How to increase the quality and yield of DNA and RNA from saliva

How to increase the quality and yield of DNA and RNA from saliva


With advanced genomic analysis applications becoming routine in many labs, the need for high purity, high quality DNA and RNA samples collected using non-invasive sampling methods, such as saliva, is becoming increasingly important.

Nucleic acid extraction from saliva can be challenging due to the presence of contaminants and inhibitors  that can interfere with downstream applications. However, in recent years significant improvements have been made with devices to collect, store, and process saliva to extract DNA and RNA. Good yields of high-quality nucleic acids can now be extracted for use in sensitive downstream applications.

Variations in sample collection and handling can dramatically affect data quality. This article explains how to get the best from your saliva samples by maximizing the purity and yields of DNA and RNA with information on:

  • Preventing sample contamination
  • Saliva collection from donors
  • Nucleic acid stabilization
  • Safely shipping saliva samples
  • Choosing your DNA/RNA isolation kit
  • Isolating high molecular weight (HMW) DNA from saliva   
  • Cleaning up your DNA after an initial extraction

Preventing sample contamination

The main sources of human DNA in saliva are epithelial cells and leukocytes. Saliva samples may also include bacterial DNA, allowing for DNA extraction and analysis of the oral microbiome. To prevent contamination from external nucleic acids and other factors that may interfere with the purity of samples, it is important to ensure that donors do not eat, drink, smoke, or chew gum for at least 30 minutes before providing a sample.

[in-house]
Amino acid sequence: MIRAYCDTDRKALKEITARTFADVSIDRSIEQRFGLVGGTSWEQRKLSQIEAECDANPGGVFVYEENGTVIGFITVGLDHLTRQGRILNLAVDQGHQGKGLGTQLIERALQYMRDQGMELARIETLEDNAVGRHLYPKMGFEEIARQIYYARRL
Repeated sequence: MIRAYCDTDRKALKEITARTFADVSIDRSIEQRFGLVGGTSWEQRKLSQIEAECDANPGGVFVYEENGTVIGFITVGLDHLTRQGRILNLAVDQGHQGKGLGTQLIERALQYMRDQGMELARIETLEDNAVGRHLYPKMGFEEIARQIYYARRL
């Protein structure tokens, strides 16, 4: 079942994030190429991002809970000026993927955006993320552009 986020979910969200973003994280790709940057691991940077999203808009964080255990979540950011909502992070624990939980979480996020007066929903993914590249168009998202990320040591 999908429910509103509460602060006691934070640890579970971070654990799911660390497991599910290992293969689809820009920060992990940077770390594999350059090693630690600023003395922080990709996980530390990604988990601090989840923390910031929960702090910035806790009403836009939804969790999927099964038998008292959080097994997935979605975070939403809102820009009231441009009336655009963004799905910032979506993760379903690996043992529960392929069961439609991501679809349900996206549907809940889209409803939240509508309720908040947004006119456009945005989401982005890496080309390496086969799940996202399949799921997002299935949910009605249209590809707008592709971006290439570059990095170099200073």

Saliva collection from donors

For collection by donors at home without medical supervision, kits such as the GeneFix Saliva DNA/RNA range include a simple to attach funnel that makes it easy to collect saliva in a tube prefilled with stabilization reagent for transport and storage of the sample. 


Traditionally, collection devices were designed to collect 1ml or 2ml saliva, but newer devices such as the GFX-03, can collect up to 3ml if higher yields (300μg+) are required, e.g., for biobanking. For maximum yields, donors must ensure that they don’t include bubbles when measuring the liquid level in the tube as this can result in overfilling, or not collecting enough saliva.

Some donors, e.g., children or elderly patients, may find it difficult to produce saliva. If this is the case, saliva production can be stimulated by gently rubbing the cheeks or using a kit such as the SaliFix Saliva Swab DNA Collection kit which contains absorbent swabs for easy collection of smaller volumes of saliva.

Nucleic acid stabilization

One of the key benefits of using saliva as a source of nucleic acids is that samples can be collected remotely and mailed for analysis. Stabilization reagents protect sample integrity by stabilizing DNA and RNA and preventing microbial growth. GeneFix saliva collection kit tubes are prefilled with a non-hazardous guanidium-free stabilization reagent that stabilizes DNA at room temperature for 5 years and RNA for 2 months. Samples can be shipped and stored at room temperature, removing the costs and logistical challenges associated with cold chain storage and transport. For longer term storage GeneFix kits are also suitable for freezing at temperatures down to -80°C.

Safely shipping saliva samples

Shipping packaging and collection tubes must be manufactured from robust materials that can withstand the rigors of the mailing process to ensure your saliva samples arrive at the lab intact. Isohelix sample collection tubes are pressure tested to 95kPa, and Isohelix TPS-50 transport packs are pressure-tested and adhere to UN3373 packaging standards – including secure sealing strips and absorbent material that retains samples leaking from the primary tube within further layers of packaging, preventing sample cross-contamination.